Based on 100 parts of nonvolatile polymer solids, which includes the polyethylenic oligomer and the polyethylenic polyhydroxyalkyl melamine, it is preferred to employ from 50 to 500 parts of inert volatile solvent, preferably from 100 to 400 parts. These solvents are removed, preferably by vaporization at room or slightly elevated temperature, prior to electron beam curing. The films from which the solvents have been removed are normally solid tack-free films which are hardened and rendered solvent resistant by the electron beam exposure.
This liquid coating composition is preferably pigmented with magnetizable particles and applied as a wet solvent-containing film on a nonmagnetizable substrate, such as polyethylene terephthalate film, and the film is exposed to curing radiation after the solvent has been largely removed, as evidenced by the solid film usually formed.
Pigmentation with magnetizable particles in this invention will normally provide coating compositions having from 50% to 85% by weight of pigment particles based on the total weight of the cured coating. These pigmented compositions will desirably contain from 25% to 50% of total nonvolatile solids, balance volatile organic solvent.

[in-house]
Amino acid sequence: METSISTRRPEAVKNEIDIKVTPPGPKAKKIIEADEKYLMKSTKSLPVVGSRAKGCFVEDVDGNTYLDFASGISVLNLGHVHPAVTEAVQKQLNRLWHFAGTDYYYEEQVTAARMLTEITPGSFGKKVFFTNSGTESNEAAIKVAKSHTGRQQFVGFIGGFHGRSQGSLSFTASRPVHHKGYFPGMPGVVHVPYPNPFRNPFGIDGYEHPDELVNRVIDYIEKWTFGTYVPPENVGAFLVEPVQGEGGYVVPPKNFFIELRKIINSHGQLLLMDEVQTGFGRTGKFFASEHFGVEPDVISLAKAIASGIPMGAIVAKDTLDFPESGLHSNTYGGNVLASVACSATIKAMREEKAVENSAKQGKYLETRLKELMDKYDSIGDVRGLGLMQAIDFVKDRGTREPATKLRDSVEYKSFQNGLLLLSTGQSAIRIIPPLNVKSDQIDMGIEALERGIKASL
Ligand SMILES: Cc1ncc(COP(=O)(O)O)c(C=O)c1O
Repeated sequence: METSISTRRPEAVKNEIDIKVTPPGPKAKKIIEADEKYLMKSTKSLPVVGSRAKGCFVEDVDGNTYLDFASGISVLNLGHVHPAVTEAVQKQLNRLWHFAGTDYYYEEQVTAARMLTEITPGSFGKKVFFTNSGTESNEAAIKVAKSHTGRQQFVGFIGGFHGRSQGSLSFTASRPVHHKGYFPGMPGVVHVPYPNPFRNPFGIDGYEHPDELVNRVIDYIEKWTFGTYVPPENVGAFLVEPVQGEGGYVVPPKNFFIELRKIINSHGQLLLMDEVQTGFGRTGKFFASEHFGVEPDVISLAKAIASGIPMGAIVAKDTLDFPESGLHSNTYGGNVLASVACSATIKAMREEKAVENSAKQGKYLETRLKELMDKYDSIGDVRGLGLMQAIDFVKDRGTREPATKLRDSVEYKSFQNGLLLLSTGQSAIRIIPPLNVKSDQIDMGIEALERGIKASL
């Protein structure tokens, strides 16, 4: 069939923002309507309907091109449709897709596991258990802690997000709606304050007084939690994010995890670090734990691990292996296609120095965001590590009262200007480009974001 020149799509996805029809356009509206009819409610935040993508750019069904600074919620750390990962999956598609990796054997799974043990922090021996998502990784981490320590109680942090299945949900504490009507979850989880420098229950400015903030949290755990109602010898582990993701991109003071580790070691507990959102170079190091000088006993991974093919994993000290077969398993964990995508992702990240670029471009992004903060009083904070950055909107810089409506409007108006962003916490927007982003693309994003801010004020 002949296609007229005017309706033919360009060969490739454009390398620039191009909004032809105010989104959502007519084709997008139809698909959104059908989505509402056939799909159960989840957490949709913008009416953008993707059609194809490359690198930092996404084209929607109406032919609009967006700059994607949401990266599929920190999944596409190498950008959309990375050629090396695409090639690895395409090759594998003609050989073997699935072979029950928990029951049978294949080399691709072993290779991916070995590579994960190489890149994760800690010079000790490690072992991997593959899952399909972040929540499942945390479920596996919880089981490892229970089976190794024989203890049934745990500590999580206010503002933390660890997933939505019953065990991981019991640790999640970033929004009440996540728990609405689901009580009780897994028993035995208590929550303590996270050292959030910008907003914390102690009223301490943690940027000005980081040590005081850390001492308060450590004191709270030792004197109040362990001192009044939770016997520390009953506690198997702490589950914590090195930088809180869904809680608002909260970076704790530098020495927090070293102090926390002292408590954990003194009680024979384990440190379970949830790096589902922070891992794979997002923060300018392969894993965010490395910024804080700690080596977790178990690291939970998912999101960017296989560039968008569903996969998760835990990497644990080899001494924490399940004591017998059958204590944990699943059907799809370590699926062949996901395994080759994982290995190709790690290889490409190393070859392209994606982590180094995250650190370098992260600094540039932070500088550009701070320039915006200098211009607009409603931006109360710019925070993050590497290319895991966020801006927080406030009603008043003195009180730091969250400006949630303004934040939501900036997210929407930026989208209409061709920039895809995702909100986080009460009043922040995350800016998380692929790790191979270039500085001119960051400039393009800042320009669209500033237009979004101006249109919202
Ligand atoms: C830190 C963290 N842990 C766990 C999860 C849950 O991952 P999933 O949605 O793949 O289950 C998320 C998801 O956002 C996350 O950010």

Magnetizable particles and electron beam curing are preferred. However, one may use pigments to merely provide opacity or coloration, and in some instances ultraviolet curing may be used.
In this application, all proportions are by weight, unless otherwise stated, and the invention is illustrated in the examples which follow.
There is placed in a reaction vessel, 8.64 moles of 4,4'-methylene-bis(cyclohexylisocyanate) [Desmodur W may be used], 2.16 moles of polytetramethylene glycol of molecular weight 650 (du Pont product Teracol 650 may be used) 2.16 moles of 1,1'-isopropylidene bis(p-phenyleneoxy-2-ethoxy ethanol (Akzo Chemie America product Dianol 2210 may be used), 5000 grams of tetrahydrofuran and 4.6 gram of dibutyl tin dilaurate. This mixture is stirred and allowed to exotherm to 60° C. After one hour at this temperature, 0.40 mole of 2-hydroxyethyl acrylate and 2.3 gram of phenothiazine are added and the mixture is held at 35° C. to 40° C. with stirring for an additional 1/2 hour. Then 3360 grams of a tetrahydrofuran solution containing 4.12 moles of polyoxypropylene diamime having a molecular weight of 230 and two primary amine groups (Texaco product Jeffamine D230 may be used) is added slowly to maintain a reaction temperature of 60° C. This reaction is continued until free NCO could no longer be detected, and then 5313 grams of tetrahydrofuran is added to yield a 30% solvent solution having a viscosity of 6000 centipoises. The polymeric product was found to have a number average molecular weight of about 26,000.